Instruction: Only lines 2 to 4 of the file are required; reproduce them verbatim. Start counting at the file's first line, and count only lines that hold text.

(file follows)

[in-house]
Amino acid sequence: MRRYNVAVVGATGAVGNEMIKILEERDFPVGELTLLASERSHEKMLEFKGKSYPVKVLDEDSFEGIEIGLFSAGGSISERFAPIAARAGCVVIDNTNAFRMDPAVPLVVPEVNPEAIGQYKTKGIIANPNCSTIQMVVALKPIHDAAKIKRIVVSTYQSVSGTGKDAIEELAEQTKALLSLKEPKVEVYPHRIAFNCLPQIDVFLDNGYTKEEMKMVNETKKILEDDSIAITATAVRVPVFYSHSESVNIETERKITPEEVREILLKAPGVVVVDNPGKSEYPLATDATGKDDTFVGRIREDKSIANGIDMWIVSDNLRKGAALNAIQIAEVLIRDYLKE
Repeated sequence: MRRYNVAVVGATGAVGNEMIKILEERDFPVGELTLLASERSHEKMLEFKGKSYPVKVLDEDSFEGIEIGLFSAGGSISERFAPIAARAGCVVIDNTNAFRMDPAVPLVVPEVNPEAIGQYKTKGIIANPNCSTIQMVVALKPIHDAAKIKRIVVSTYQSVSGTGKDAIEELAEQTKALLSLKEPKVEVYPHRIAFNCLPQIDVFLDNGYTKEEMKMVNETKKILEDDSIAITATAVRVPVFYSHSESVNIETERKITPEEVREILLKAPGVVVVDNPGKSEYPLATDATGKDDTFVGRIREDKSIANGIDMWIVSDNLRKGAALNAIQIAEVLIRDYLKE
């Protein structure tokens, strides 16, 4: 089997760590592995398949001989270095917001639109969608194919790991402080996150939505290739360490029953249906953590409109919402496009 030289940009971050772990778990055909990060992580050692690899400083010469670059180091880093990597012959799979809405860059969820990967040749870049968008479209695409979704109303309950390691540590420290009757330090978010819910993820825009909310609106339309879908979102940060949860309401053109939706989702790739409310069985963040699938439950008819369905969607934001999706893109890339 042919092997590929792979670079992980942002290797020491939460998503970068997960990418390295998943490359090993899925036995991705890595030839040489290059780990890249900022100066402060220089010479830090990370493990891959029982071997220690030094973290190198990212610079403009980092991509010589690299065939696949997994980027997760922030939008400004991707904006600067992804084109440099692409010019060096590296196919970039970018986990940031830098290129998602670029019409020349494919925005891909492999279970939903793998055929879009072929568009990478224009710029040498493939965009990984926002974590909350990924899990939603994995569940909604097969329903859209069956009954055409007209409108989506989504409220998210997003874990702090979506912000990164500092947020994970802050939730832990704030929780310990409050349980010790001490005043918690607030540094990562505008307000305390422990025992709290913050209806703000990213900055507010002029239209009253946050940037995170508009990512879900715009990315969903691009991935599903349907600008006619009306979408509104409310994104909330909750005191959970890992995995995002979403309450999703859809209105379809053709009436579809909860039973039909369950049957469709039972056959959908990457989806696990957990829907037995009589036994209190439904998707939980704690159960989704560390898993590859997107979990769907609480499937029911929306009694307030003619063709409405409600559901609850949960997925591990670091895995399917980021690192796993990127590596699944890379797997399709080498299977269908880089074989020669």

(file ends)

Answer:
Amino acid sequence: MRRYNVAVVGATGAVGNEMIKILEERDFPVGELTLLASERSHEKMLEFKGKSYPVKVLDEDSFEGIEIGLFSAGGSISERFAPIAARAGCVVIDNTNAFRMDPAVPLVVPEVNPEAIGQYKTKGIIANPNCSTIQMVVALKPIHDAAKIKRIVVSTYQSVSGTGKDAIEELAEQTKALLSLKEPKVEVYPHRIAFNCLPQIDVFLDNGYTKEEMKMVNETKKILEDDSIAITATAVRVPVFYSHSESVNIETERKITPEEVREILLKAPGVVVVDNPGKSEYPLATDATGKDDTFVGRIREDKSIANGIDMWIVSDNLRKGAALNAIQIAEVLIRDYLKE
Repeated sequence: MRRYNVAVVGATGAVGNEMIKILEERDFPVGELTLLASERSHEKMLEFKGKSYPVKVLDEDSFEGIEIGLFSAGGSISERFAPIAARAGCVVIDNTNAFRMDPAVPLVVPEVNPEAIGQYKTKGIIANPNCSTIQMVVALKPIHDAAKIKRIVVSTYQSVSGTGKDAIEELAEQTKALLSLKEPKVEVYPHRIAFNCLPQIDVFLDNGYTKEEMKMVNETKKILEDDSIAITATAVRVPVFYSHSESVNIETERKITPEEVREILLKAPGVVVVDNPGKSEYPLATDATGKDDTFVGRIREDKSIANGIDMWIVSDNLRKGAALNAIQIAEVLIRDYLKE
């Protein structure tokens, strides 16, 4: 089997760590592995398949001989270095917001639109969608194919790991402080996150939505290739360490029953249906953590409109919402496009 030289940009971050772990778990055909990060992580050692690899400083010469670059180091880093990597012959799979809405860059969820990967040749870049968008479209695409979704109303309950390691540590420290009757330090978010819910993820825009909310609106339309879908979102940060949860309401053109939706989702790739409310069985963040699938439950008819369905969607934001999706893109890339 042919092997590929792979670079992980942002290797020491939460998503970068997960990418390295998943490359090993899925036995991705890595030839040489290059780990890249900022100066402060220089010479830090990370493990891959029982071997220690030094973290190198990212610079403009980092991509010589690299065939696949997994980027997760922030939008400004991707904006600067992804084109440099692409010019060096590296196919970039970018986990940031830098290129998602670029019409020349494919925005891909492999279970939903793998055929879009072929568009990478224009710029040498493939965009990984926002974590909350990924899990939603994995569940909604097969329903859209069956009954055409007209409108989506989504409220998210997003874990702090979506912000990164500092947020994970802050939730832990704030929780310990409050349980010790001490005043918690607030540094990562505008307000305390422990025992709290913050209806703000990213900055507010002029239209009253946050940037995170508009990512879900715009990315969903691009991935599903349907600008006619009306979408509104409310994104909330909750005191959970890992995995995002979403309450999703859809209105379809053709009436579809909860039973039909369950049957469709039972056959959908990457989806696990957990829907037995009589036994209190439904998707939980704690159960989704560390898993590859997107979990769907609480499937029911929306009694307030003619063709409405409600559901609850949960997925591990670091895995399917980021690192796993990127590596699944890379797997399709080498299977269908880089074989020669």